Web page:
Covid-19: These are the health measures for Italy’s schools from September

Will your kids have to wear face masks in class? Do they need a coronavirus test before they go back? Here are the measures the Italian government is bringing in for the new school year. (Updated on August 28th.)

Covid-19: These are the health measures for Italy's schools from September
Photo: Cesar Manso/AFP

Italian schools are set to reopen in September after they were closed in March due to the coronavirus crisis. But things are expected to be very different in the new academic year.

Most regions' schools will go back on September 14th, while the Bolzano region restarts classes on the 7th. However some regions including Puglia and Calabria have delayed reopening until the 24th.

READ ALSO: Italy warned schools 'must reopen at any cost' despite new coronavirus outbreaks

The Ministry of Education published a list of new safety protocols for schools earlier this month, which Education Minister Lucia Azzolina promised will protect the health of students and teachers, and will also improve education in the long term – notably by bringing an end to overcrowded, “chicken coop classes”.

Teachers' unions have agreed to the proposals, meaning that schools can begin applying them before the new term starts on September 14th.

The guidance leaves a lot to each head teacher's discretion – and it certainly doesn't answer all the questions that children, parents and teachers may have about resuming class after more than six months.

Some uncertainty remains however, and ministers are expected to make further announcements clarifying some points ahead of reopening.

For now, here's what we do know.

Will kids and teachers have to take coronavirus tests?

There's no national rule that you have to get tested before returning to school.

But the government has promised to give all teachers – public and private – the possibility of taking a free, voluntary coronavirus test either before the new term or during it.

It says it will also carry out periodic testing on students, though on selected samples rather than en masse. Mostly, though, the government is relying on parents to monitor their children's health and keep kids home if their temperature rises above 37.5 degrees C or if they show any signs of respiratory illness.

What happens if there's a positive case at school?

If a pupil or staff member tests positive, “there may be a temporary closure, but then the school will reopen,” Deputy Health Minister Pierpaolo Sileri told Sky Tg24 on Tuesday.
Sileri said “everyone” at the school would be tested in the case of a positive result to a swab.
According to the rules, each school must have a room where suspected cases can be immediately isolated, but the head teacher does not have the
power to decide whether or not to close the school or exacty which steps will be taken. That decision falls to local authorities.
Will online teaching continue?

The government is leaving schools the option of continuing to teach some of their lessons online – but not all of them.

Schools can alternate in-person lessons with remote teaching, the protocol says, though elsewhere the government has stressed the importance of getting all pupils – especially younger ones – back in class as much as possible.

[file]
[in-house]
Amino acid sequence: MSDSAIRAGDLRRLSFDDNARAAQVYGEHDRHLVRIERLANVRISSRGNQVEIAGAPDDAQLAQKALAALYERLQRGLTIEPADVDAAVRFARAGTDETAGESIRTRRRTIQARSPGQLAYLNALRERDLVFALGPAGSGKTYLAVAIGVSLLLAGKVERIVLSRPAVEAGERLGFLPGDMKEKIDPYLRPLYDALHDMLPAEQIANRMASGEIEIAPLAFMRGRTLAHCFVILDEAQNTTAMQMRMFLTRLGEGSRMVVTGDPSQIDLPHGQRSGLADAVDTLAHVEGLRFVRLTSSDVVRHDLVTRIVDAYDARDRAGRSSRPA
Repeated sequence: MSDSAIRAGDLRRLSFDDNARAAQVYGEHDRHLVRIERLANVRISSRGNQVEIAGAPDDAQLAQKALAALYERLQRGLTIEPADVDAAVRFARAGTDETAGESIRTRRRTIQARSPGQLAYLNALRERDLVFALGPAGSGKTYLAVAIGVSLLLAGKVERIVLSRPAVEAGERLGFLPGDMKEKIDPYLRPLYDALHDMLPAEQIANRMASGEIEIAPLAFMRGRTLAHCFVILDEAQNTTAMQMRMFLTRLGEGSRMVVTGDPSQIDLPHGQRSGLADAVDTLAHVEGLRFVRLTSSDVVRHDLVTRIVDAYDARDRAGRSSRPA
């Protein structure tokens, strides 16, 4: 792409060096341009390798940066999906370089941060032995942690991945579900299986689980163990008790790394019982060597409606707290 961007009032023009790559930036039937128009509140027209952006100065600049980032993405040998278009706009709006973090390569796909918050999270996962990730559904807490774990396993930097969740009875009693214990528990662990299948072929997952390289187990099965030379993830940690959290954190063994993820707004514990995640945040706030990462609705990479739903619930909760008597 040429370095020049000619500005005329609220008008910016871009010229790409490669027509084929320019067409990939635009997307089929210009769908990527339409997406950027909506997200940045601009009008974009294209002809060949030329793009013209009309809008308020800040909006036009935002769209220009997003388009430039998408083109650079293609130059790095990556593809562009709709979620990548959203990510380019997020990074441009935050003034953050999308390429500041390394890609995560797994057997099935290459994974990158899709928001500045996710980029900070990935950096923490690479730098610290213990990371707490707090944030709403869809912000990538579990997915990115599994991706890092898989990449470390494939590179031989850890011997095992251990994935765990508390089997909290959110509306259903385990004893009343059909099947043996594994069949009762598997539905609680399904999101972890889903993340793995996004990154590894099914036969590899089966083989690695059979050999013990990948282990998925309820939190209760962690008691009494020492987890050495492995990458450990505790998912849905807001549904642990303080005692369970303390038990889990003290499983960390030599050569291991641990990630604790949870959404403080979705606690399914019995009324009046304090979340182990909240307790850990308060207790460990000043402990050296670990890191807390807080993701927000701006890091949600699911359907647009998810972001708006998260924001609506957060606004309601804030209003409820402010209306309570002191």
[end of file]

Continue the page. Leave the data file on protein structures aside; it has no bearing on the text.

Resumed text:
Remote teaching is most likely to remain a possibility for older students, who may find they spend fewer full days on campus.

Will students have to wear face masks?

Face masks are mandatory for all children over the age of six when they're on school premises, except for in gym class, when eating in canteens and answering a teacher.

Teachers, other staff and parents will be required to wear face masks inside the school premises.

READ ALSO: Italy promises to reopen schools with outdoor lessons and smaller classes

High school students take a socially distanced final exam. Photo: Tiziana Fabi/AFP

Will classrooms be socially distanced?

Yes: the safety protocol stresses the need to ensure a distance of at least one metre (about 3 feet) between pupils throughout school premises. 

It's left up to each school to decide how to arrange their classrooms accordingly – though the government has put out a tender for more than two million one-person desks, which are hoped to remove the need for students to wear masks in class.

Schools are still awaiting the arrival of the desks. But some schools may not receive their desk deliveries before October, as factories producing them arre reportedly working around the clock ahead of the reopening date.

READ ALSO: Can outdoor teaching enable Italy to safely reopen schools?


While a committee of experts previously advised against teaching in gyms and courtyards, saying they should be reserved for sport and aren't suited to other lessons, the government has left the choice up to schools.

Giving lessons off the premises will be permitted, though only in places that local authorities or owners certify as safe. Schools will be offered funds to rent additional space, Education Minister Azzolina says.

Schools will have to designate routes through hallways to avoid crowding, and students won't be allowed to linger in the corridors or other shared spaces.

Will class sizes be cut?

Azzolina says it's a priority to end what she calls “chicken coop classes” with too many pupils per room, though the government hasn't set a national limit on class sizes.